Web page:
Helping young people reach their goals.
Mencap announces Christmas carol concert featuring revered British authors
Wednesday 14 November 2012
Learning disability charity Mencap’s annual Christmas Carols by Candlelight concert will take place on Wednesday 5 December at St Bartholomew the Great church in London.
St Bartholomew the Great is the oldest church in London and its stunning setting provides the perfect venue for a truly magical service, blending traditional Christmas songs, carols and readings by very special guests.
This year’s readers will include revered British authors Sebastian Faulks, Patricia Hodge, Roy Hudd and Penny Vincenzi. All guests are invited for drinks and delicious canapés in the cloisters of the church after the service, where they will also be joined by this year’s readers.
Penny Vincenzi is one of the UK's best-loved and most popular authors. She says:
I am so happy to be returning to read at Mencap’s beautiful Carols by Candlelight service. It is always an exquisite event, set in a truly wonderful church, where people can come together for a traditional festive treat, all in aid of Mencap.
Tickets are selling fast at £40 and are available from www.mencap.org.uk/carols
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Notes to editors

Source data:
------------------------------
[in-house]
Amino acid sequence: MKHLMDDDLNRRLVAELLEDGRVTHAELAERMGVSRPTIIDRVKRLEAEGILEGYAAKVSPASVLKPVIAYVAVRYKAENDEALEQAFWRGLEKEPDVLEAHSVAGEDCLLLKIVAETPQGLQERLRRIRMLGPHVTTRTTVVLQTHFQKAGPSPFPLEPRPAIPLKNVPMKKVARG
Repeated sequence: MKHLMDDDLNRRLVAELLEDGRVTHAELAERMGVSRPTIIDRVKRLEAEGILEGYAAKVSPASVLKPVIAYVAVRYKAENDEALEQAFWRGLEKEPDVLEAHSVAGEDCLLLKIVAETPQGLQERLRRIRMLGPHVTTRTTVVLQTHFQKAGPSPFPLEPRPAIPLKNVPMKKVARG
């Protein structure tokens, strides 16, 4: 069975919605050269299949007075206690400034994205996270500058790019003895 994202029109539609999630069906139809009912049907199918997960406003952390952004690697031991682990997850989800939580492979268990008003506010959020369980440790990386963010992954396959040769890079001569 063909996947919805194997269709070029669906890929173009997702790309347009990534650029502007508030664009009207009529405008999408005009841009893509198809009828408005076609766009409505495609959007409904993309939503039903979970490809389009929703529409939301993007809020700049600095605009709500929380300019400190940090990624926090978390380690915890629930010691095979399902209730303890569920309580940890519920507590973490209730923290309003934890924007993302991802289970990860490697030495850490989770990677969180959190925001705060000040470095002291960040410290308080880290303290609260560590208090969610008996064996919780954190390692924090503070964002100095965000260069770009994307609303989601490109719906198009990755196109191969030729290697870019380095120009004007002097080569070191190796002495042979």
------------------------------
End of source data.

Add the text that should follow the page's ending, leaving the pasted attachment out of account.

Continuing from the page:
For more information please contact Lisa Gilbert, PR Officer, on 020 7696 6950 or Lisa.Gilbert@mencap.org.uk
About Carols by Candlelight
Mencap’s Carols by Candlelight will take place on Wednesday 5 December 2012 at 6.30pm, at The Priory Church of St Bartholomew the Great, Smithfield, London, EC1. Tickets are £40 and can be purchased from www.mencap.org.uk/carols
Mencap is the voice of learning disability. Everything we do is about supporting people with a learning disability, and their families and carers. We work to improve services, challenge prejudice and directly support thousands of people to live their lives as they choose.
About learning disability
A learning disability is caused by the way the brain develops before, during or shortly after birth. It is always lifelong and affects someone's intellectual and social development. It used to be called mental handicap but this term is outdated and offensive. Learning disability is NOT a mental illness. The term learning difficulty is often incorrectly used interchangeably with learning disability.